Liberal Catholics expect freedom of speech and conscience — Kevin Hegarty
THE PAINTER Tony O’Malley had a custom of creating an artwork every Good Friday. When news broke during Holy Week of the Vatican censure of Fr Tony Flannery and the Redemptorist magazine Reality, I wished I could paint a picture to express my sadness.
Pope Benedict’s address at a Holy Thursday Mass in Rome copperfastened my gloom. Responding to a call to disobedience by Austrian priests and laity on celibacy and women priests he asserted that they had challenged “definite decisions of the church’s magisterium”.
Church leaders often talk of the right of free speech, most recently the Pope himself on his visit to Cuba. The recent Vatican moves are designed to create a climate of fear among liberal clerics. To echo a comment some years ago of the English writer AN Wilson, the Congregation of the Doctrine of the Faith has “ways of making you not talk”.
I know Tony Flannery quite well. He has given 40 years of sincere service as a priest, mainly as a preacher of missions throughout Ireland. He is an engaging and empathetic speaker and an innovative liturgist. His columns in Reality, based on his commitment to the ideals of the Second Vatican Council and his vast knowledge of the Irish church, were often thought-provoking.
He is one of the founders of the Association of Catholic Priests, set up in September 2010, and one of its leadership team. The association has provided a forum for debate and an independent voice for Irish priests.
Among its achievements was its intervention in the case of Fr Kevin Reynolds, who was grievously libelled in the Prime Time Investigates programme last May.
I expect that Fr Reynolds would agree that without this help he would still be languishing in a limbo from which he might never have emerged.
Perhaps it is not surprising that the Vatican has moved to censure Fr Flannery. The Second Vatican Council promised an open and dialogical church, willing to engage with the secular world. Since the 1980s there has been in Rome a retreat from its reforms.
Pope Benedict has a jaundiced view of the council’s spirit. Last year he sent a team of apostolic visitors to examine the Irish church in the wake of the sexual abuse scandals. In the summary of their report issued recently, the visitors have a cut at liberal Catholics. They noted that a significant number of Irish Catholics held views at variance with “the teaching of the magisterium”.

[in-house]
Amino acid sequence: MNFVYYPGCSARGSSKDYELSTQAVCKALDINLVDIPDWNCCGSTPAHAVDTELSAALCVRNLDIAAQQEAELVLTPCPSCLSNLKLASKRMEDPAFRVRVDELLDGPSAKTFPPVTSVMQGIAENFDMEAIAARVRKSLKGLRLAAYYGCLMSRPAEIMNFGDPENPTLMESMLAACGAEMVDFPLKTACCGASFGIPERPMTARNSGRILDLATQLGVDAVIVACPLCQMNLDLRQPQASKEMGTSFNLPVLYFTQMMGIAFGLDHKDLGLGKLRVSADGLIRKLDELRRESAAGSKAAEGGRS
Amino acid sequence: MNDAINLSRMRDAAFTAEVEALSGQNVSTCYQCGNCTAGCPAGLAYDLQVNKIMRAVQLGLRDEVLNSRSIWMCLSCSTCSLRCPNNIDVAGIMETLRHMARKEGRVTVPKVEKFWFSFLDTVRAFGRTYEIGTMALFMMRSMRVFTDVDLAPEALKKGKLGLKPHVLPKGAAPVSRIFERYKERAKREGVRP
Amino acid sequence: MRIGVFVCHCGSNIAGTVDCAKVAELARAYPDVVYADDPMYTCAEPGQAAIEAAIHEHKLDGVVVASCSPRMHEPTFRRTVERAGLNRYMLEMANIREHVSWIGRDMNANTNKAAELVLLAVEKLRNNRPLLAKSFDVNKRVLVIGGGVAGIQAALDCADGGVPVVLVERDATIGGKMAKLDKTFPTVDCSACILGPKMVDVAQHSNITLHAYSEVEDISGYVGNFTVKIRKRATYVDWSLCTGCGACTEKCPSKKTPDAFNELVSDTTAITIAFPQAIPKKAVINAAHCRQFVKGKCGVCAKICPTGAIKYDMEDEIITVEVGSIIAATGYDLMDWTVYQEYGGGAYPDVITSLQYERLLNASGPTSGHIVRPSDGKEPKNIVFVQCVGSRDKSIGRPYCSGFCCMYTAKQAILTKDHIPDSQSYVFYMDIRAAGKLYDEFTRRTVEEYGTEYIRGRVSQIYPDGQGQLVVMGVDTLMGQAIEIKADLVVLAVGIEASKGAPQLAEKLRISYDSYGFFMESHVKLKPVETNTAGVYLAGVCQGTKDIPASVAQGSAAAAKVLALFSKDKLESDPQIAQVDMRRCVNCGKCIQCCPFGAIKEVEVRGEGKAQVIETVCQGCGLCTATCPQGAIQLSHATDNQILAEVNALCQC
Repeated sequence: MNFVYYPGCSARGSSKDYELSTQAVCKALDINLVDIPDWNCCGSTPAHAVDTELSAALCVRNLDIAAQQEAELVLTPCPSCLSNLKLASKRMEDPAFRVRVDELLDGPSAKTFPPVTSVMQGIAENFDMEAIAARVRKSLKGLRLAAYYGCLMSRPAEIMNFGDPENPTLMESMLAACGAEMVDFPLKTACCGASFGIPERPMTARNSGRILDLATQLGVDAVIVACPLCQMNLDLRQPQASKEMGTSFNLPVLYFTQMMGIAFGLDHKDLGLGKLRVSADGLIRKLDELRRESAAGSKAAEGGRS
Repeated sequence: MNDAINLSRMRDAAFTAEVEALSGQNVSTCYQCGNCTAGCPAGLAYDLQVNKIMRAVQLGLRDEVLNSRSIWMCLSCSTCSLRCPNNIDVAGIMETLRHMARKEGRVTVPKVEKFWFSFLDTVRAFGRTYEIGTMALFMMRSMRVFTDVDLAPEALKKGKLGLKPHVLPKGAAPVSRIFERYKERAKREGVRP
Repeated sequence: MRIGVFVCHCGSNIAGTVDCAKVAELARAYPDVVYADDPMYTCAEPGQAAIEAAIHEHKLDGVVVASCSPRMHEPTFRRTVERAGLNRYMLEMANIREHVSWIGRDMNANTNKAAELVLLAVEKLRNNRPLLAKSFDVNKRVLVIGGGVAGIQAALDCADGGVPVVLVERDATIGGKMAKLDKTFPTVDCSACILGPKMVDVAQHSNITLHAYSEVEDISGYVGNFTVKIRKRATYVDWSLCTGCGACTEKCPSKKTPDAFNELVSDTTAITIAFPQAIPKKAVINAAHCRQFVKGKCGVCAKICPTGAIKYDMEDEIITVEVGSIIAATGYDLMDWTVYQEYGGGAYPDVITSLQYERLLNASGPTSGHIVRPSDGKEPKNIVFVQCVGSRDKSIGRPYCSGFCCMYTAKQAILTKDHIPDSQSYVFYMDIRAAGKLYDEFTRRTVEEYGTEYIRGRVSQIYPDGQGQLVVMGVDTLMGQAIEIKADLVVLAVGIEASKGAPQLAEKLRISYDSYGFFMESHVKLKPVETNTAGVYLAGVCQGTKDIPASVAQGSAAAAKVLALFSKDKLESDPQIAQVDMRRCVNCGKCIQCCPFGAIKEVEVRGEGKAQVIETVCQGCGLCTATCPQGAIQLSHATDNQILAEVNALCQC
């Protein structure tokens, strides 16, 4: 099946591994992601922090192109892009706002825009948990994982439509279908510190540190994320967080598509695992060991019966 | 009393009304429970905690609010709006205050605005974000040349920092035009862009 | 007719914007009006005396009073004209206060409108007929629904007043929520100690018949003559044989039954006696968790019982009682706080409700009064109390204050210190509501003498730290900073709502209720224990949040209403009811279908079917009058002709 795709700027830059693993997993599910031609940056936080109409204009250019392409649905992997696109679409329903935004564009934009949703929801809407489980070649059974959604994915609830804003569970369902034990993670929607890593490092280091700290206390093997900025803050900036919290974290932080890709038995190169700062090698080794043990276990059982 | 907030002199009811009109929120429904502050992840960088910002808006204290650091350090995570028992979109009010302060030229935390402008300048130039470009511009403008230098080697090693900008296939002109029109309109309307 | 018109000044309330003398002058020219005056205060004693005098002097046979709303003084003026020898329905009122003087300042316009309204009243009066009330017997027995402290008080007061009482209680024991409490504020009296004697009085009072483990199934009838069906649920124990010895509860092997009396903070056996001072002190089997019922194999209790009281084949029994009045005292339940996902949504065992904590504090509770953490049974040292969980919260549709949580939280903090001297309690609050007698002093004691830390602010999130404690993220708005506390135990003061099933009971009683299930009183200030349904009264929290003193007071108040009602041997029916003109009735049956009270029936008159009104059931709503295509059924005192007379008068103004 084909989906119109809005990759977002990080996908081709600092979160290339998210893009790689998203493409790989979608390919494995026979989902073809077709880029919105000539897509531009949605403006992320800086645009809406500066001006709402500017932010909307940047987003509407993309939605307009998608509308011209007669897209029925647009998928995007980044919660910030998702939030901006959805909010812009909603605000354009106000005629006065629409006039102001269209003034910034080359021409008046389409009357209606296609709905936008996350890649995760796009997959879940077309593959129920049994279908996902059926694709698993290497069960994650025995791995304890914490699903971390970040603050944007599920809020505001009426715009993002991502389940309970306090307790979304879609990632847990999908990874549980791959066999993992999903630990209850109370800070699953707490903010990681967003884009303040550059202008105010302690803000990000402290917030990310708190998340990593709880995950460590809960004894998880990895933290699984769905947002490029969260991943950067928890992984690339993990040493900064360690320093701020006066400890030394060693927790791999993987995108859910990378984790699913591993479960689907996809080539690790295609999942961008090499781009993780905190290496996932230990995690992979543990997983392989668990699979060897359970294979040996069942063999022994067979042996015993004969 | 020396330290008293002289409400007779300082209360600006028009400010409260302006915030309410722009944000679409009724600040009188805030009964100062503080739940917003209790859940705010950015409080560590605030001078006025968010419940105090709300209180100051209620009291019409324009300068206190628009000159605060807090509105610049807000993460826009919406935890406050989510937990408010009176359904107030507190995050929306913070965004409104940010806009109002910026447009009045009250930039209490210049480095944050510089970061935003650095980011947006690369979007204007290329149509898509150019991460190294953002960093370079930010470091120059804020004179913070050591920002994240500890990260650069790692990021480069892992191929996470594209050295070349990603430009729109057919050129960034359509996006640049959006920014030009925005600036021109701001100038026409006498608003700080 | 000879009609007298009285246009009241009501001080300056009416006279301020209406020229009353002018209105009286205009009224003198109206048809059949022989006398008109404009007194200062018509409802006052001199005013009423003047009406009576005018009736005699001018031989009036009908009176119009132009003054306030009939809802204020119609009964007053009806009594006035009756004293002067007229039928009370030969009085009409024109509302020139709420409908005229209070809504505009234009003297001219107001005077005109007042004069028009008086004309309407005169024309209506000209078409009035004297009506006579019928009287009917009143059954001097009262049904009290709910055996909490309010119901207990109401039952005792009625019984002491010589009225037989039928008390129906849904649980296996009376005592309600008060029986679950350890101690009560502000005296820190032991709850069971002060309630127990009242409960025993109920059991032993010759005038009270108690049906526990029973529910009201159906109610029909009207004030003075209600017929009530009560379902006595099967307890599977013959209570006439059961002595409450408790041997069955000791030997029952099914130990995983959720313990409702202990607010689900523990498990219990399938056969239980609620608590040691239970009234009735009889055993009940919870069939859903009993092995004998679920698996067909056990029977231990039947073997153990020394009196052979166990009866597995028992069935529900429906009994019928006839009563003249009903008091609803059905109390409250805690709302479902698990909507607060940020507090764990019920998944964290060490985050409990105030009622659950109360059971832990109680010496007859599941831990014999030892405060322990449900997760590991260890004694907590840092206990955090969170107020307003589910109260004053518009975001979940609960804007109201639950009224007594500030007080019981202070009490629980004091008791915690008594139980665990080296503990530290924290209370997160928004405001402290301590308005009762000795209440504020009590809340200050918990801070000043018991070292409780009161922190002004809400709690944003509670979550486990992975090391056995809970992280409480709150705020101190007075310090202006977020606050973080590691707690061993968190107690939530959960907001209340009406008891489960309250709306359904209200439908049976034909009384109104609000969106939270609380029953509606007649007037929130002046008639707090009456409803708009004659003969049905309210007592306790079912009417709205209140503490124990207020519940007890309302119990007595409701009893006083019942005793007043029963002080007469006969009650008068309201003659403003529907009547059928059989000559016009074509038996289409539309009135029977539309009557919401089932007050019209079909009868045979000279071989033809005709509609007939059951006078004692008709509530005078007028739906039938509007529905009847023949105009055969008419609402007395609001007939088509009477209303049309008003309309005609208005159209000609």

They should be accorded full marks for their powers of observation. The many liberal Catholics in Ireland hope for a church that is open to married and women priests, a rethink on the issue of contraception as exhorted by Humanae Vitae, and a reversal of the harsh insensitivity of the teaching on homosexuality.
We have come to these positions as a result of honest and honourable reflection. We are not seeking change for the sake of change. We believe that such reforms would aid the emergence of a church that is more humane, relevant and inspiring, a church released from the clammy grip of clericalism.
Nor are these sincerely held views at variance with the fundamental doctrines of the church as the visitors claimed in their report. These doctrines relate, for example, to the humanity and divinity of Christ, the resurrection and the sacraments.
I am not aware of any priest in Ireland who publicly dissents from these beliefs.
There is a tendency of conservative church commentators to argue that liberal clerics are an ageing, disgruntled minority who have turned their misinterpretations of the Second Vatican Council into a kind of holy writ.
To them we are castaways on a remote island, brazenly holding aloft the tattered banners of the 1960s. They won’t like this but I have to disillusion them.
Anecdotal evidence, coupled with the results of a number of professional surveys, indicate that the majority of Irish Catholics support radical change in the church’s ministry and moral teaching.
To paraphrase Gerry Adams in a different context, we are not going away. The Vatican has been a “cold house” for liberal Catholics in recent years. The least we expect is respect for our freedom of speech and conscience.
A reform of the church which excludes these rights is a form of repression. It seems that Pope Benedict thinks “a creative minority” of Catholic conservatives will transform the church in Europe. To me that sounds like a polite euphemism for an assembly of Rick Santorum lookalikes.
Fr Kevin Hegarty is a priest in the parish of Kilmore-Erris in Co Mayo, and a columnist with the Mayo News.